Moddon, 54, was scheduled to receive a lethal injection at 6 p.m. CDT for the July 29, 1984, murder of 27-year-old Deborah Davenport during the robbery of a convenience store in Lufkin, Texas.
The Supreme Court stopped the execution to allow enough time to decide whether to hear arguments by Moddon's attorneys that he is mentally retarded and his condition was not fully considered at his trial.
In recent weeks, the Supreme Court has stayed three Texas executions involving claims that the killer was mentally retarded. The court is expected to rule soon in a major case from Virginia involving the execution of the mentally retarded.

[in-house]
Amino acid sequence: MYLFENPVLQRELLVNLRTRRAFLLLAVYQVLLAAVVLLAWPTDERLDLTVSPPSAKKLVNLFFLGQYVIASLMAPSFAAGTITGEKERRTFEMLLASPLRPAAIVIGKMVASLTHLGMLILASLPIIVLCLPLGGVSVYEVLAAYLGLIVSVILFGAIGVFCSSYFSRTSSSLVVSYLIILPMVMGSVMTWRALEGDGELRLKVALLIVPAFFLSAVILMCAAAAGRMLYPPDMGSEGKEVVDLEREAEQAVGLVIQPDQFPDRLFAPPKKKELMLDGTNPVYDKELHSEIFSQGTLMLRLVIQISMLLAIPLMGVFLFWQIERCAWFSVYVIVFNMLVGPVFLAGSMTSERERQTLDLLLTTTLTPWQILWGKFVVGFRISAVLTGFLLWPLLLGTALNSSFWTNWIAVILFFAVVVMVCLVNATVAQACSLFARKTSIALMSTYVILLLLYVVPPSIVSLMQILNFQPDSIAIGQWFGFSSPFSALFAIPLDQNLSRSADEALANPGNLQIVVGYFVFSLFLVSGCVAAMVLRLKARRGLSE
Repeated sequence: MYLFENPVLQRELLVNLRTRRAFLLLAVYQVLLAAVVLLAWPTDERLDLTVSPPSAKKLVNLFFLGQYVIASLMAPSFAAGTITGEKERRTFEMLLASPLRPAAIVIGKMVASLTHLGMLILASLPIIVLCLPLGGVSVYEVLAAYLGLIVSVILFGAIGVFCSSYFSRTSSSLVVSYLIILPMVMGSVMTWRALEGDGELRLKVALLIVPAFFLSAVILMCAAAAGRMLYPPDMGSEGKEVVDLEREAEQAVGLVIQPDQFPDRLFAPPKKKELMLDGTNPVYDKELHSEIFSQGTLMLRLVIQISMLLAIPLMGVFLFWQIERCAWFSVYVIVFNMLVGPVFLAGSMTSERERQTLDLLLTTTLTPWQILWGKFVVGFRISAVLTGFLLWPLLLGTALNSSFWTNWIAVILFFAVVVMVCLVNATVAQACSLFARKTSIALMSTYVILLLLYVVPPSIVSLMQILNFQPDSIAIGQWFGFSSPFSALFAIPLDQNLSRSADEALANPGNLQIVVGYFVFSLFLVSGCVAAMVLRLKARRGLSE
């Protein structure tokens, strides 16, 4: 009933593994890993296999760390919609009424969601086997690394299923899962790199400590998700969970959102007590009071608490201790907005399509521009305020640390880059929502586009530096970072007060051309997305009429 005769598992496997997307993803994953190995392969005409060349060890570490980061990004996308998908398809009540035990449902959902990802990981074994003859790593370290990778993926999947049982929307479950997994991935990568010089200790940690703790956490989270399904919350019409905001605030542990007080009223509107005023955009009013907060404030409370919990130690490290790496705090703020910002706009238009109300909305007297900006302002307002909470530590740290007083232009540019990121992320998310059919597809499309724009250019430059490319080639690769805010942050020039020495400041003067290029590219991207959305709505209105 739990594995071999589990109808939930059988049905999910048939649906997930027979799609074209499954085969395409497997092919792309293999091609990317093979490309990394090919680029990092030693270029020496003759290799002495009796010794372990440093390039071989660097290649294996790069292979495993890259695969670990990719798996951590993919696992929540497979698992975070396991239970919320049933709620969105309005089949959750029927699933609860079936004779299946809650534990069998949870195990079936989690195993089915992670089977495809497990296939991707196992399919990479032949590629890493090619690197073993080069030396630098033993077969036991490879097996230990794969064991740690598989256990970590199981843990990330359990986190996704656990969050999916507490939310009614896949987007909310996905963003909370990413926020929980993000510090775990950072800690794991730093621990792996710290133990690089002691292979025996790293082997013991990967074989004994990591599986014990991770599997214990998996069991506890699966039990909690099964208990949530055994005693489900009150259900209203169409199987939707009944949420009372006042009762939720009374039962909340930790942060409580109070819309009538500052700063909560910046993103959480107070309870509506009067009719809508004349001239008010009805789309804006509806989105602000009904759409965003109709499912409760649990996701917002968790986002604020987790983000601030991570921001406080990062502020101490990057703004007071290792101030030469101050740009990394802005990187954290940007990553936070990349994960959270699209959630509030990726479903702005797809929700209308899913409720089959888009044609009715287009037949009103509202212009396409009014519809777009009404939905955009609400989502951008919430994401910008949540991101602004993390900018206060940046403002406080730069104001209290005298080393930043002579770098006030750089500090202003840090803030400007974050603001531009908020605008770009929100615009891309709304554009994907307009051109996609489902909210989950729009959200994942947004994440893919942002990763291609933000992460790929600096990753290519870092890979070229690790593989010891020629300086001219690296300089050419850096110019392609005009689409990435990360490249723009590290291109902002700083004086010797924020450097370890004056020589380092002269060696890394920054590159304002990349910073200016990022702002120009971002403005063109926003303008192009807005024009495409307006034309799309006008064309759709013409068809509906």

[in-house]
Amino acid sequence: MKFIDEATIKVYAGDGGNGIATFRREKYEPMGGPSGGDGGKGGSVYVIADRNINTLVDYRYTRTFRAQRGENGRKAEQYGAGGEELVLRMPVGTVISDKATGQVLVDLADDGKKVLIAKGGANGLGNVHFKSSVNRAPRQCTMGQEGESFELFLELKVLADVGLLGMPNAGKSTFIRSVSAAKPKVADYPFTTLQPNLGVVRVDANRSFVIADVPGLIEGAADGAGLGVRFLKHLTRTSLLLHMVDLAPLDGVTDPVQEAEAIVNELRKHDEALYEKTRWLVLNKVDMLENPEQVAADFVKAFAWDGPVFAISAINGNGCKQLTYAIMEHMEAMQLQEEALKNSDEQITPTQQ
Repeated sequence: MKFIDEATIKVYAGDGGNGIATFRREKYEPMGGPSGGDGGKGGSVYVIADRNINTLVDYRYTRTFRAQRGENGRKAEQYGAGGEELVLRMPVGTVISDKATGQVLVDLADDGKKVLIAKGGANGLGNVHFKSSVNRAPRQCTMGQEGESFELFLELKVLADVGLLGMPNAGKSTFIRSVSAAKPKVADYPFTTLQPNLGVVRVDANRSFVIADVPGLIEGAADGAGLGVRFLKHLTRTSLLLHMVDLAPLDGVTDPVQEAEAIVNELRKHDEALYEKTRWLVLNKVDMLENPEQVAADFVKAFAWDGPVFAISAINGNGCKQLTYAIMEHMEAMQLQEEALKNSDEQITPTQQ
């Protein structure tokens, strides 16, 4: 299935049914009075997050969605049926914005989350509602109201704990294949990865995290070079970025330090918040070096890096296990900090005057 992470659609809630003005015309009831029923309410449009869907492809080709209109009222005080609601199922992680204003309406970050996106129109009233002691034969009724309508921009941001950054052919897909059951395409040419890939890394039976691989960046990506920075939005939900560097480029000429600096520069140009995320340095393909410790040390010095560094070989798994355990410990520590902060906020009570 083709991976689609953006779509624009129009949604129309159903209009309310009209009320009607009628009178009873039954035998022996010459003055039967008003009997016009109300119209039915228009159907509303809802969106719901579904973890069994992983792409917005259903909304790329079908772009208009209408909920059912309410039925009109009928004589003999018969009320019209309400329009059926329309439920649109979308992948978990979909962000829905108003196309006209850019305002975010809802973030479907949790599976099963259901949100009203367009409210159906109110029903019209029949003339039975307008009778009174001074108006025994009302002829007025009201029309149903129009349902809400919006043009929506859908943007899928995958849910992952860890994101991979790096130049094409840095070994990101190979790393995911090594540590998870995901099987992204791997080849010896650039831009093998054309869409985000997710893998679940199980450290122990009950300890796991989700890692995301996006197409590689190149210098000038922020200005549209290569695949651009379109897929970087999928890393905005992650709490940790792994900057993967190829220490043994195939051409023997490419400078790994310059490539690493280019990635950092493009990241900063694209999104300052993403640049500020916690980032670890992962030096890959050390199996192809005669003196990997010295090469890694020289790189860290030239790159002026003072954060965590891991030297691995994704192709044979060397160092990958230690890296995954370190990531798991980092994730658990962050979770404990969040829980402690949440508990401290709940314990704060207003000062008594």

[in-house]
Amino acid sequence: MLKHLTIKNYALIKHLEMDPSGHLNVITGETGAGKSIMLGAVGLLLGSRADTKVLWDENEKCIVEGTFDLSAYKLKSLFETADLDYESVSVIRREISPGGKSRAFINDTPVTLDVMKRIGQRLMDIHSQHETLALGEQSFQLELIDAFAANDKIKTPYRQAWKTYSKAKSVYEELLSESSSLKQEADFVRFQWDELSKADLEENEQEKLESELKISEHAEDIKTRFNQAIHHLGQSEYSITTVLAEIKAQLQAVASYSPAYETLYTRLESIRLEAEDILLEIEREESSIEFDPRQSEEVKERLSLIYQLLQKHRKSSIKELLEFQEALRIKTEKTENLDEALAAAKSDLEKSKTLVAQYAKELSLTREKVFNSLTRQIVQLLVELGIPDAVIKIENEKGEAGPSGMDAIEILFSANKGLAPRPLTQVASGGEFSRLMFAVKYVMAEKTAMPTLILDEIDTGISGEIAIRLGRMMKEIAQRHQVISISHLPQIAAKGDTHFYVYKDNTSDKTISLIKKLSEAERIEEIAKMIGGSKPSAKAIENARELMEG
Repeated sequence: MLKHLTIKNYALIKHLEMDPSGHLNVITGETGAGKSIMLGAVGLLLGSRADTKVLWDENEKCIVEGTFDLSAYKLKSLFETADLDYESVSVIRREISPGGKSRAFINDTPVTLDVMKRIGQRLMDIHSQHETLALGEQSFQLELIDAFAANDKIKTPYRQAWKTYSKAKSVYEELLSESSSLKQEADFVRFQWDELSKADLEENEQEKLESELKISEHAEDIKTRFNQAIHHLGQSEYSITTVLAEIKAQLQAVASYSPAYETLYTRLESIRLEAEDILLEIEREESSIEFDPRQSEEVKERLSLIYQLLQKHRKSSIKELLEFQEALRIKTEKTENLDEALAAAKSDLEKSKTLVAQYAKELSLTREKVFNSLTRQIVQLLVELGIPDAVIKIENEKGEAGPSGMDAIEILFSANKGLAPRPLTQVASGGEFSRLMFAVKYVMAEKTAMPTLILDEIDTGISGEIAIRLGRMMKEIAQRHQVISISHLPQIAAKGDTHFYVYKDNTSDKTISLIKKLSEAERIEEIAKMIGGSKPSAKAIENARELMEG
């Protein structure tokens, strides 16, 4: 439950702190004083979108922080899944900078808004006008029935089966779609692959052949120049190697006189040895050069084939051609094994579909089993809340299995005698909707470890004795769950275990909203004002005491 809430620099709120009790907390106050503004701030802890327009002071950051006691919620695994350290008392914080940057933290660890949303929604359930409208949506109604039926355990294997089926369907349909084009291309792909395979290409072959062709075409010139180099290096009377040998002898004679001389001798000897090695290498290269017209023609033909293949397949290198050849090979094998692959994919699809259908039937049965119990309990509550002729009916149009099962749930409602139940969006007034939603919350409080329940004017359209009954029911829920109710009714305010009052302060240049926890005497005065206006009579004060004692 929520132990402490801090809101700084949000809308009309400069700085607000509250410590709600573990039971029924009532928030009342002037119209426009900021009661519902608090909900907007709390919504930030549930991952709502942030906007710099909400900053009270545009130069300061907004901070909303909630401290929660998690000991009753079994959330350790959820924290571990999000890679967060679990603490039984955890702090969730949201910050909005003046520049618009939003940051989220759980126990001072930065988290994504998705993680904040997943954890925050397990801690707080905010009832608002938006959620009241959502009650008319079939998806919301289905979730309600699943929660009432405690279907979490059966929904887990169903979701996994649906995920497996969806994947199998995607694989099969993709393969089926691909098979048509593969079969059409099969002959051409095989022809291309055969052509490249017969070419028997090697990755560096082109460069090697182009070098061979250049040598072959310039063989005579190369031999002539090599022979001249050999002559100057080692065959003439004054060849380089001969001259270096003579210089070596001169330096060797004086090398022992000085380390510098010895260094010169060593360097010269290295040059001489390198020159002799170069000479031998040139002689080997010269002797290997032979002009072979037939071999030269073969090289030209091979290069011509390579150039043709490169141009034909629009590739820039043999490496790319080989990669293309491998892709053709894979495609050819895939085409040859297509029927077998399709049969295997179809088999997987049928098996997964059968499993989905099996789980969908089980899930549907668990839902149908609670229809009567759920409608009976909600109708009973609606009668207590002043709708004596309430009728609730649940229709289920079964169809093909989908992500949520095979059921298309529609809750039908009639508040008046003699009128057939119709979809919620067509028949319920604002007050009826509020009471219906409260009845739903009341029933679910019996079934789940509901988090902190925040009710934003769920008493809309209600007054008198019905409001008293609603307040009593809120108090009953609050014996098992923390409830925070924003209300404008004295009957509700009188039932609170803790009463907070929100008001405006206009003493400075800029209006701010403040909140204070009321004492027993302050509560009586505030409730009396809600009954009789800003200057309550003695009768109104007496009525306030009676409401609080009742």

In Tuesday's order, the court offered no explanation for the action but noted that Chief Justice William Rehnquist, Justice Antonin Scalia, and Justice Clarence Thomas would have denied the application for the stay.
Moddon's IQ has been tested as low as 64, according to his attorney, but the prosecutor in the case told the Lufkin Daily News he had seen a state record which said he tested as high 85, which he said is more in the "average" range.
In the 1984 holdup, Moddon struck Davenport in the face after she offered him a free cup of coffee and then knocked her into a storeroom, where he repeatedly stabbed her, according to court records. An autopsy determined she was stabbed 18 times.